The opposition instead chose a completely different tactic on the penultimate day of the campaign, announcing its plan to lower the driving age to 17 if it wins government.
Premier Daniel Andrews told media in North Melbourne this morning “a vote for the Liberal Party is a vote to cancel big construction” and the jobs that come with it, warning that an incoming Liberal government would cut several projects in Victoria.
Mr Andrews said Melbourne was on course to be the biggest city in the country and investment, not cuts, was what was needed to keep the economy growing.
“If you borrow money to build the projects you need, that’s an investment,” he said.
“We will not deal with the challenges of the pandemic by shrinking our economy.”
Opposition Leader Matthew Guy has previously said his plans to overhaul major government projects will not result in job losses.
Andrews also attacked the Greens in his ongoing push for a “strong, stable Labor government”, saying the minor party is not “much better” than the Coalition.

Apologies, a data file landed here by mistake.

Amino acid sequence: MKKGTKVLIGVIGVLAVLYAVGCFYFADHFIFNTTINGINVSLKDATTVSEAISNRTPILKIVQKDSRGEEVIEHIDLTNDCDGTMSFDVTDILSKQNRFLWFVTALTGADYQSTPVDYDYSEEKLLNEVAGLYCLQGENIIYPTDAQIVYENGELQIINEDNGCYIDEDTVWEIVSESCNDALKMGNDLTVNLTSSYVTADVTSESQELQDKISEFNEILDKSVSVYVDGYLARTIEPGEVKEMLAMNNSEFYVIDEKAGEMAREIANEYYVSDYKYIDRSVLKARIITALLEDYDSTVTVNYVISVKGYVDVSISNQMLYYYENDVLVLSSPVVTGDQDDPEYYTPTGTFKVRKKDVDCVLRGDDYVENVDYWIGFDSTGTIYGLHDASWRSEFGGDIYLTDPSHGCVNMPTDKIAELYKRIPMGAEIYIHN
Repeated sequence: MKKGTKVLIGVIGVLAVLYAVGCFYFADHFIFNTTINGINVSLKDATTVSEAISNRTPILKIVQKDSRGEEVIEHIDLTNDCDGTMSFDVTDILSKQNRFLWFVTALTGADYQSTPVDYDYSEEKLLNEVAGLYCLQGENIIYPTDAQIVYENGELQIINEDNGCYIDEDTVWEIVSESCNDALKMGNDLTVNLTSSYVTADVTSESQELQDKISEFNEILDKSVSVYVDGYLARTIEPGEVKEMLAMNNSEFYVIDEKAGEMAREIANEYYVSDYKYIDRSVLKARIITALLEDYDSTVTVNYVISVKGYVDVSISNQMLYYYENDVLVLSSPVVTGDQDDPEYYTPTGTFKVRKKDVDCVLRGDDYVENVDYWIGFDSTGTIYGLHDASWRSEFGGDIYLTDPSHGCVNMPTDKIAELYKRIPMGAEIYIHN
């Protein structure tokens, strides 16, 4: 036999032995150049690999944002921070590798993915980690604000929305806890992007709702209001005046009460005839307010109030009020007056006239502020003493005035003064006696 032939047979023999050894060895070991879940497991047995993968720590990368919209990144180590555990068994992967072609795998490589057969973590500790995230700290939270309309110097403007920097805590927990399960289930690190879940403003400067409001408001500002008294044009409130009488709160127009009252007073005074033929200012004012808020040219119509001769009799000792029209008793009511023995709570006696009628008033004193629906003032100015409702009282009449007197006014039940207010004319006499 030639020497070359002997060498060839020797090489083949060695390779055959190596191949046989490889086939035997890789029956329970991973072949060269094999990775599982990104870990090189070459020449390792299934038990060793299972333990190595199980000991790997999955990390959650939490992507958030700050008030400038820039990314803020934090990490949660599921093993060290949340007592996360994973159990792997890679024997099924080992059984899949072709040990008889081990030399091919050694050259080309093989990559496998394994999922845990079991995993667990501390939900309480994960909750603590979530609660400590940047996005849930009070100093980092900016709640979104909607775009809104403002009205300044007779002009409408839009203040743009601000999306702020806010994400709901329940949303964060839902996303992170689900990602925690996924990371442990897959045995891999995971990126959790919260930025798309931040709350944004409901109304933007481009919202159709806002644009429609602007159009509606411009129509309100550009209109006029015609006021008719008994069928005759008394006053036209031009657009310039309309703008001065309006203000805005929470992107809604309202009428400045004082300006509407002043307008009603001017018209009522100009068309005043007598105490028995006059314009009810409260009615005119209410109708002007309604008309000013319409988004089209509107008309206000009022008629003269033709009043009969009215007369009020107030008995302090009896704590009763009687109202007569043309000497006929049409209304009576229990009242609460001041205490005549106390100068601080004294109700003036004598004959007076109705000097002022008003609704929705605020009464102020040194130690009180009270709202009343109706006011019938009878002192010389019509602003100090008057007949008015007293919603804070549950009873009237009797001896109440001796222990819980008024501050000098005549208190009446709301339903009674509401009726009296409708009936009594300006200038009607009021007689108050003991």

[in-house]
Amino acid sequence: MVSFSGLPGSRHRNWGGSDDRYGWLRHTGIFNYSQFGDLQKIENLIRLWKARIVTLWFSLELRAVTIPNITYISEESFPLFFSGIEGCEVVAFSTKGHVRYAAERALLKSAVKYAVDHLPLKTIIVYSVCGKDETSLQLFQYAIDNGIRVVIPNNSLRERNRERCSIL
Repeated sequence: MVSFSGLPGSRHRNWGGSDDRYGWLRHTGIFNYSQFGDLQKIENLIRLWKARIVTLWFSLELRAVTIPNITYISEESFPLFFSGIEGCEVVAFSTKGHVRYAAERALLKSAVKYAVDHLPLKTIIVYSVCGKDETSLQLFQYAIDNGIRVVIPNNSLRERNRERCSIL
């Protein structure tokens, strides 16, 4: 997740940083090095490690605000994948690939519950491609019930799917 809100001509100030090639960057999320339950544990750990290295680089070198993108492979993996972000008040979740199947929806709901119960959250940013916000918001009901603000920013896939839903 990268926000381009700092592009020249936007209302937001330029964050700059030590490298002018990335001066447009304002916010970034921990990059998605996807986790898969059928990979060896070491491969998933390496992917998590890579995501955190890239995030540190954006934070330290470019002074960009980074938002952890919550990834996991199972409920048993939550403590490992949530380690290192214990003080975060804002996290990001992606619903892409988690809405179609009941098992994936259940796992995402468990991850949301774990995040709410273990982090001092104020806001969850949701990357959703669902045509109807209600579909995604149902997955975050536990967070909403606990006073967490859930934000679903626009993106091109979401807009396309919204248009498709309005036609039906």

Meanwhile, Guy made his sixth visit to Wodonga today to announce a plan to allow Victorians to get their P-plates at 17 instead of 18, bringing the state’s driving age in line with the rest of the country.
“Victorian kids are disadvantaged. They can’t drive to school, they can’t drive to work, they can’t drive to uni until they’re obviously 18. But now we’re lowering the age to 17, giving them the chance to do that ,” he said.
Guy was speaking in the seat of Benambra, which borders NSW and is held by the Liberals with just 2.6 per cent.
The gap is narrowing as the election closes
The difference in support for the major parties is smaller than ever, recent opinion polls show
Andrews acknowledged the narrowing polls today.
“All elections are close, always,” he told reporters.
He said “a handful of votes in a handful of seats” would determine Victoria’s next government.
Opinion polls suggest Labor is likely to secure 43 of the 45 seats needed to form government, although the party is expected to lose a dozen or so.
Meanwhile, the Coalition’s primary vote has risen five percentage points since it was recorded at 31 per cent in the latest Resolve Strategic Poll in October, putting the two parties level when it comes to primary voting.
On a two-party preferred basis, Labor is still ahead of the Coalition, but the gap has narrowed dramatically to 53-47.
Leaders addressed 100 undecided voters over the key election issues for an hour on Box Hill last night, with the Premier narrowly seen as the winner by the crowd.
38 of the 100 voters left the debate saying they would support Andrews, 34 said they would support Guy, and 28 said they were still undecided.